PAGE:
Line data – This is like roads or rivers. And just like polygons, lines don’t just have to be pre-made. Custom lines can be created to fit a project.
Point data – Point data is the most-used data type in GIS, and can either be single instance or distinct data points. This can be addresses for buildings or different points of interest. Point data can be downloaded from different reputable sources, or created and recorded in a table. As long as each row in the table has an associated latitude and longitude or an address, then it can be converted in a GIS program and placed on a map for easier data visualization.
Once you determine the type of data you want to use, it can be created, downloaded, or imported into GIS software to be manipulated and analyzed. The most common GIS programs used are the industry standard ArcGIS Pro developed by ESRI, or an open-source, free alternative is QGIS. Both softwares have pros and cons, but foundationally they both are able to do a high-level analysis of geographic data.
GIS softwares work with unique file types that are used to combine table data and information that is relayed to the software on how and where to draw data. Once all this data is put into the software, the fun part of the analysis begins. In GIS there are many different geospatial tools used that can be used in infinite combinations that can accomplish the goal.
Once all the data is analyzed, it can be shared as a static map using various cartographic methods or brought into even more software available to create interactive maps, which is becoming more and more popular.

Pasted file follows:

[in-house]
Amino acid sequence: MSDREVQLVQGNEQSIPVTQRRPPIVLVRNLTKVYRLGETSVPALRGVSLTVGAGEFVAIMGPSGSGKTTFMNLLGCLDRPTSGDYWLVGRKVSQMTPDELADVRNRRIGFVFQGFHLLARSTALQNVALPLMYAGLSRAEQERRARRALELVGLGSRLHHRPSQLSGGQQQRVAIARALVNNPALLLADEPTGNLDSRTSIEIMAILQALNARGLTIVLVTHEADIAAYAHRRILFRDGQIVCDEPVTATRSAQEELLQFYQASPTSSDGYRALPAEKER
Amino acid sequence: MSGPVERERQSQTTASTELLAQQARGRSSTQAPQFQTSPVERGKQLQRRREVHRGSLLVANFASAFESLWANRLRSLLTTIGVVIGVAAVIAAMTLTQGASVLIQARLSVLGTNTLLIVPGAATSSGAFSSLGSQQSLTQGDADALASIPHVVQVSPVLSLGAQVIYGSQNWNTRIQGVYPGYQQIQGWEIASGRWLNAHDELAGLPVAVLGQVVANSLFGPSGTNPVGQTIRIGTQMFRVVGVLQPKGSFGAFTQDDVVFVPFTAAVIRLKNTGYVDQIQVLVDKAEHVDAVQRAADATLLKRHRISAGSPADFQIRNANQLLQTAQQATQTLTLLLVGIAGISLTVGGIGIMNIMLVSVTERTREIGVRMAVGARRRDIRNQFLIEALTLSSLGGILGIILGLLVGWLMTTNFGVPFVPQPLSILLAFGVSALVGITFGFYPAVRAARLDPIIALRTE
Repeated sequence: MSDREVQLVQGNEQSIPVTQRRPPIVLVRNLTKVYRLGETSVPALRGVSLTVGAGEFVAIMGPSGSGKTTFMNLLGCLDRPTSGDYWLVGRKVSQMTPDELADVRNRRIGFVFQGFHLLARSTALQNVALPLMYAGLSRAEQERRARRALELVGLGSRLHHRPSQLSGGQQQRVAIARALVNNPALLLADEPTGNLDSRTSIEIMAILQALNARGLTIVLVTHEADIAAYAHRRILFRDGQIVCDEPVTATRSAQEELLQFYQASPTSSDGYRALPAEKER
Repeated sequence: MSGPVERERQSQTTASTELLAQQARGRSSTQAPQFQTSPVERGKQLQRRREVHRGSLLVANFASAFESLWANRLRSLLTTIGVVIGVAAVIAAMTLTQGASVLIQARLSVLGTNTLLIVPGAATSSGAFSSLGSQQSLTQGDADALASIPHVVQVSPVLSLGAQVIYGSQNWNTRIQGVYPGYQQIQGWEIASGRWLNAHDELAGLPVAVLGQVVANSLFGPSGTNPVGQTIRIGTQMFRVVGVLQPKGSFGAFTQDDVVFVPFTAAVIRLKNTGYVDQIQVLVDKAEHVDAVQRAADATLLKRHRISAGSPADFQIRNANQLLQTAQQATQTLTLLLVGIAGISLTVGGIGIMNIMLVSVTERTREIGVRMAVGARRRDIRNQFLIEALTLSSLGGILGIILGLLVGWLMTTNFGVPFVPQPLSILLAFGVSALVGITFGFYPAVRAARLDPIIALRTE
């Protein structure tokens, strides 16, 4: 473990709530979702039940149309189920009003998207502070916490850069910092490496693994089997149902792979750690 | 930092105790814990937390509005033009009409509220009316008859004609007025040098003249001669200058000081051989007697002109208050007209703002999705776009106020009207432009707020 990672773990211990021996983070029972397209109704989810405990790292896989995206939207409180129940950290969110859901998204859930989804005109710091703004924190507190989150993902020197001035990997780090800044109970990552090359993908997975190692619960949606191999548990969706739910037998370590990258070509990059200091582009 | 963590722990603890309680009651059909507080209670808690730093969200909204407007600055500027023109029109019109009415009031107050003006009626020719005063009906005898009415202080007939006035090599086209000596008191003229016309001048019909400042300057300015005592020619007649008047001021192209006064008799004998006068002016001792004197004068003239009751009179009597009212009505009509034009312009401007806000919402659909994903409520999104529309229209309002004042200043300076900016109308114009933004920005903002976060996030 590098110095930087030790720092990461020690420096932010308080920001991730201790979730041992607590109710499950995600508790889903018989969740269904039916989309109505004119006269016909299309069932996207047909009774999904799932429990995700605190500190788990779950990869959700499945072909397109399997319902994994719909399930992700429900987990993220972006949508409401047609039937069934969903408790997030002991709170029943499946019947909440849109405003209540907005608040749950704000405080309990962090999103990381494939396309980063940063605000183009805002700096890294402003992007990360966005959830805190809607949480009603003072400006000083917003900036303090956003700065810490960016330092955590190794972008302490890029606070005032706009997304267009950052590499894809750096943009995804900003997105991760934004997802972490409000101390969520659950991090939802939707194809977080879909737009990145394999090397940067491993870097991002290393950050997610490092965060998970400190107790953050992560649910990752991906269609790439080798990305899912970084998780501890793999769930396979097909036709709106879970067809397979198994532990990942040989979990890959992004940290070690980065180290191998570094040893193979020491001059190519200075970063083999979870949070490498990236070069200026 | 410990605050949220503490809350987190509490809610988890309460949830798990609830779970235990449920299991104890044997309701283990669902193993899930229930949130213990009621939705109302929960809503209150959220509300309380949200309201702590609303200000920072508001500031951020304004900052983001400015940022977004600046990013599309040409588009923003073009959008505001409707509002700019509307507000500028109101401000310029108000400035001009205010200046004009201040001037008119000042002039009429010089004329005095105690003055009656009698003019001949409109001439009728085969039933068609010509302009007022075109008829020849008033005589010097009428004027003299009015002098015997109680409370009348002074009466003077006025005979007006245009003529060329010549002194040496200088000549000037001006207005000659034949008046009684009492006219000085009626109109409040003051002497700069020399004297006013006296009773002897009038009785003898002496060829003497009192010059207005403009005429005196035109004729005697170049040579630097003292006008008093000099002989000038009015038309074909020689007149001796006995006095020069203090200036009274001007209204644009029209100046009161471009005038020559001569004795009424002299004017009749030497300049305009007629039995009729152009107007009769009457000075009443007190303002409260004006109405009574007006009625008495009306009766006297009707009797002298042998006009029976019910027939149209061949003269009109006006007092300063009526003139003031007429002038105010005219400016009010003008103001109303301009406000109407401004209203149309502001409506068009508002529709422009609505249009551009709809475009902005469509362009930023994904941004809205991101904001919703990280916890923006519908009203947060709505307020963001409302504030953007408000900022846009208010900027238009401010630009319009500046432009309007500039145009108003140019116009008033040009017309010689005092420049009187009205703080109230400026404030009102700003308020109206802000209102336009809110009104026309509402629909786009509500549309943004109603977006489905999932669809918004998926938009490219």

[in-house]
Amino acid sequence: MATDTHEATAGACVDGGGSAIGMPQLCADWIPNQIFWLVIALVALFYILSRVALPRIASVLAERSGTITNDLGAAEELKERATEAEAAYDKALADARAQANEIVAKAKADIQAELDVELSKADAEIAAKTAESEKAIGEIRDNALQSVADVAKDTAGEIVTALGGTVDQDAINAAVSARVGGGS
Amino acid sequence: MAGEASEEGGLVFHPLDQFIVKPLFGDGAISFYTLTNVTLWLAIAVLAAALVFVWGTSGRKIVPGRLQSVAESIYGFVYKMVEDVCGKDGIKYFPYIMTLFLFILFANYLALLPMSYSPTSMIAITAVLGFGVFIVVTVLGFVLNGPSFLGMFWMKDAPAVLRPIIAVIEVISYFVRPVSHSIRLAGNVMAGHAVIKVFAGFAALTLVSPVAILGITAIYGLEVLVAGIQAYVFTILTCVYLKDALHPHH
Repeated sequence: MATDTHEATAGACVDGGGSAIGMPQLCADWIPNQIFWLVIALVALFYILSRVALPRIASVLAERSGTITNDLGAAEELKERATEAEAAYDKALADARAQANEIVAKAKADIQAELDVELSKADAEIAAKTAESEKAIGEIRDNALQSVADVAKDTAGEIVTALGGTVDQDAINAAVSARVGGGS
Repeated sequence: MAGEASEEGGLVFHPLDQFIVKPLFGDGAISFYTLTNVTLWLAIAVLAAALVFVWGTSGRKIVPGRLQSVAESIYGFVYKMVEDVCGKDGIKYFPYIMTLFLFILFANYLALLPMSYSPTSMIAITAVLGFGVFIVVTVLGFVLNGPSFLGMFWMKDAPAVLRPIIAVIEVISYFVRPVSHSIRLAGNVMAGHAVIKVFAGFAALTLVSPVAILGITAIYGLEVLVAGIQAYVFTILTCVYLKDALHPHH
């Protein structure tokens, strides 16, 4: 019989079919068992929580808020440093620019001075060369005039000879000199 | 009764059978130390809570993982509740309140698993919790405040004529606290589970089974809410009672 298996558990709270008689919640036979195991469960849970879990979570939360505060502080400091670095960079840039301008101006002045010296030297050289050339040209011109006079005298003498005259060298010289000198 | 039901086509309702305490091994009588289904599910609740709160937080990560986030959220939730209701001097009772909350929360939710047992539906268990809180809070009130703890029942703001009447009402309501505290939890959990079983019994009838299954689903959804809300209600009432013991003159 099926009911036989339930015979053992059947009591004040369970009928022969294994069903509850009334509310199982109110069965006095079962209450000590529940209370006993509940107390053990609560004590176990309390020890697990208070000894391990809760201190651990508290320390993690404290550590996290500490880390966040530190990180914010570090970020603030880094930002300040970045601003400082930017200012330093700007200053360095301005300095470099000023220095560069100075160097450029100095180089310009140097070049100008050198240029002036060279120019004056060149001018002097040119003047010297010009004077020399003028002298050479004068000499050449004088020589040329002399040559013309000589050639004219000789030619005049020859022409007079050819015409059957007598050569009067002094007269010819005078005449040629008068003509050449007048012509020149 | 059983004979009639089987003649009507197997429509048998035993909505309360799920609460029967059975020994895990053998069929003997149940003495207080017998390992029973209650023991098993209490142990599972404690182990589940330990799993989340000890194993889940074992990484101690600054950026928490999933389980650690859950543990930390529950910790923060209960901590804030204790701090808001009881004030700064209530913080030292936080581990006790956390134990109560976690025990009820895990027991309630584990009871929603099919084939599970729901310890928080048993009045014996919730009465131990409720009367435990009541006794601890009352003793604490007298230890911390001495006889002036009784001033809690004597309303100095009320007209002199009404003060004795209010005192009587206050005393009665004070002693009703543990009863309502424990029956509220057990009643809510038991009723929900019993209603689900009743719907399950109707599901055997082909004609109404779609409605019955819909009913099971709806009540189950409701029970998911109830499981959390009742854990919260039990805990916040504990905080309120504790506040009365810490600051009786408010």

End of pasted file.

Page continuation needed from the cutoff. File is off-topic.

Where is GIS used today?
In the early days of modern GIS, it was primarily developed for environmental research to allow scientists and geographers to get a better bird’s eye view of their data and research sites. Today, GIS has stretched long beyond the confines of environmental science to the point where nearly every industry does, could, or should be using GIS.
For example, GIS is used quite a bit in the real estate sector when creating built-in maps for real estate websites to allow customers to view properties easily. Realtors also use it internally to get a visual of real estate trends that show the appreciation and depreciation of an area.
Another great example of GIS in action is with logistics companies. Companies that deliver mail or transport goods heavily rely on GIS to develop the most efficient routes for their drivers or the best routes to transport goods along. This process allows for cost-saving planning before the trucks even hit the roads.
A newer trend is using data forecasting with geographic data. As time has gone on, many GIS data sources have been able to store longitudinal, historical data. The availability of this data has allowed the opportunity for data science and GIS to blend together to plan for future events. A current example of this is mapping coastal flooding and being able to plan and prepare for where floods are more likely to occur. This data forecasting also allows aid agencies to know where to send resources in the event of natural disasters.